Athens school kids try out UST projectors

Avgoulea-Linardatou School in Athens is making learning more collaborative with 35 Sony VPL-SW620C Ultra Short Throw projectors

As young people become increasingly familiar with technology in all aspects of their daily lives, Avgoulea-Linardatou School has focused on bridging the ‘gap’ between student’s experiences in the classroom and outside it. To achieve this, the forward-looking institution recognised the need to provide up-to-date, relevant tools that make learning more exciting and rewarding. To bring classrooms up to date, the school decided to modernise its AV facilities with latest-generation interactive projectors that allow staff and pupils to share and collaborate with on-screen presentations and learning materials. 

Greek specialist AV integrator Technologica Systems SA supplied Avgoulea-Linardatou Schools with 35 VPL-SW620C Ultra Short Throw interactive projectors. With a colour light output of 2,600 lumens, the projectors let teachers display high-impact crisply-detailed charts, graphics and presentations with WXGA resolution that are seen clearly by every pupil – even in sunny classrooms.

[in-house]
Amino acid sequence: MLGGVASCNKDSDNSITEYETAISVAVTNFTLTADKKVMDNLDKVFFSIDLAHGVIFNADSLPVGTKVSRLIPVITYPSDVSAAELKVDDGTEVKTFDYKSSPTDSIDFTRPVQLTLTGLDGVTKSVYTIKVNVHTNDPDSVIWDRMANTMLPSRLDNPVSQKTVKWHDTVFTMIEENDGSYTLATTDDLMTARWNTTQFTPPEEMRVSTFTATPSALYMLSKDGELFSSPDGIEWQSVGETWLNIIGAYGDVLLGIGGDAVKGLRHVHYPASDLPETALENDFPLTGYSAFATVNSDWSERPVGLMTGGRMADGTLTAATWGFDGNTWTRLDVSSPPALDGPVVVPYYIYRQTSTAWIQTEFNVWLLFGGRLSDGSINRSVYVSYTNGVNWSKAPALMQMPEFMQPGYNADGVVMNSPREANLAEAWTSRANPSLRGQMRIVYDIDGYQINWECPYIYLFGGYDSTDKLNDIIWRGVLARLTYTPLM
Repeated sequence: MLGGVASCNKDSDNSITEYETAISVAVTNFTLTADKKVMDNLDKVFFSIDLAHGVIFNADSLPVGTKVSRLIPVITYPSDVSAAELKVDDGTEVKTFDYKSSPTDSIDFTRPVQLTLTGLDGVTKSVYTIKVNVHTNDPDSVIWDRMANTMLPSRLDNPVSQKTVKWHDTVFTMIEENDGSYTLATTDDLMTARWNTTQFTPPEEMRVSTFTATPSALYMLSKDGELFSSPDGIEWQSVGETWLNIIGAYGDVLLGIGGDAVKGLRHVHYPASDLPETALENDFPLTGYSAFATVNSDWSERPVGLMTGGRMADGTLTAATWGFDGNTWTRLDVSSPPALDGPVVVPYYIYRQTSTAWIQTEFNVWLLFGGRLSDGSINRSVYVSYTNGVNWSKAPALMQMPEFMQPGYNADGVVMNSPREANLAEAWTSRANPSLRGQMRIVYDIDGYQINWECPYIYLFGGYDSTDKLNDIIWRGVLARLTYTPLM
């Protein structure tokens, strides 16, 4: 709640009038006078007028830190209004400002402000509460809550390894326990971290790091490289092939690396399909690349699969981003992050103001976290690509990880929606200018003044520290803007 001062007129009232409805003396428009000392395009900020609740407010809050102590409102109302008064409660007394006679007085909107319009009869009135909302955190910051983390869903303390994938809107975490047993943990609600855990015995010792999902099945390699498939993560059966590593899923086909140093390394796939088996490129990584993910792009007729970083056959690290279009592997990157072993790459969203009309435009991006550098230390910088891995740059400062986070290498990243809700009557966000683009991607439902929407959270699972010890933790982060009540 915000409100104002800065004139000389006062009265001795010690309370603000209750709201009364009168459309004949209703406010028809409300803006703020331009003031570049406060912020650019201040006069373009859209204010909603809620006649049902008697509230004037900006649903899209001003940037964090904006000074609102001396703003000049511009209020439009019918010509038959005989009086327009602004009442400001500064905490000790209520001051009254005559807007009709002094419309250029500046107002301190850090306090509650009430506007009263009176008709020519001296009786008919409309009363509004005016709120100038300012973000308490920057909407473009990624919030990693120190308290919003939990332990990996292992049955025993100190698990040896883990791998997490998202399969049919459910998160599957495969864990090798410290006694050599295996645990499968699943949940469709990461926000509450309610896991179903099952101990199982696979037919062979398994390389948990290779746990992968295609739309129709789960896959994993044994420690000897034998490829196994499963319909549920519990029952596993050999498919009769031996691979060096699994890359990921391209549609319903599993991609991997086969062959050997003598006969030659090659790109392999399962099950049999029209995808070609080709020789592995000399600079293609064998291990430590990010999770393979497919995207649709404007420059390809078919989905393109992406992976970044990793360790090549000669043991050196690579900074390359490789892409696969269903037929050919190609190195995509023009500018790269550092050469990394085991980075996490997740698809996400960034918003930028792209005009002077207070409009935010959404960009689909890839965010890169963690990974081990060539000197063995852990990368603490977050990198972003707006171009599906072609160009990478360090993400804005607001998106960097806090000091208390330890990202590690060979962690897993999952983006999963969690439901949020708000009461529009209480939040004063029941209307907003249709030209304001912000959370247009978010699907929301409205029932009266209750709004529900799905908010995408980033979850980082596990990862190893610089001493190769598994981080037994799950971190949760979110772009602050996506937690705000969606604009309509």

The stimuli students get outside the classroom are far more interesting and exciting than those received in school. The way we’re using cutting-edge technology bridges this gap, to make teaching both engaging and effective

The Ultra Short Throw VPL-SW620C can be ceiling mounted as close as 47 cm to a whiteboard or screen, cutting glare and shadows to minimise audience distraction.

Dual pen interactivity lets students and teachers write, draw and control on-screen presentations and software programmes together. Lowering barriers between staff and pupils, this encourages more exciting and memorable lessons for young people who are already fluent users of technology.

Better concentration and retention of learning

The interactive projectors have boosted collaboration and engagement between staff and pupils in the school. Teachers also report an increase in concentration levels among students at all levels, with a faster and more effective assimilation of topics being discussed in class.

Linardatos Georgios, Avgoulea-Linardatou School Managing Director, said: ‘Present-day education doesn’t take advantage of young people’s familiarity with technology. The stimuli students get outside the classroom are far more interesting and exciting than those received in school. The way we’re using cutting-edge technology bridges this gap, to make teaching both engaging and effective.”

W: www.sony.co.uk

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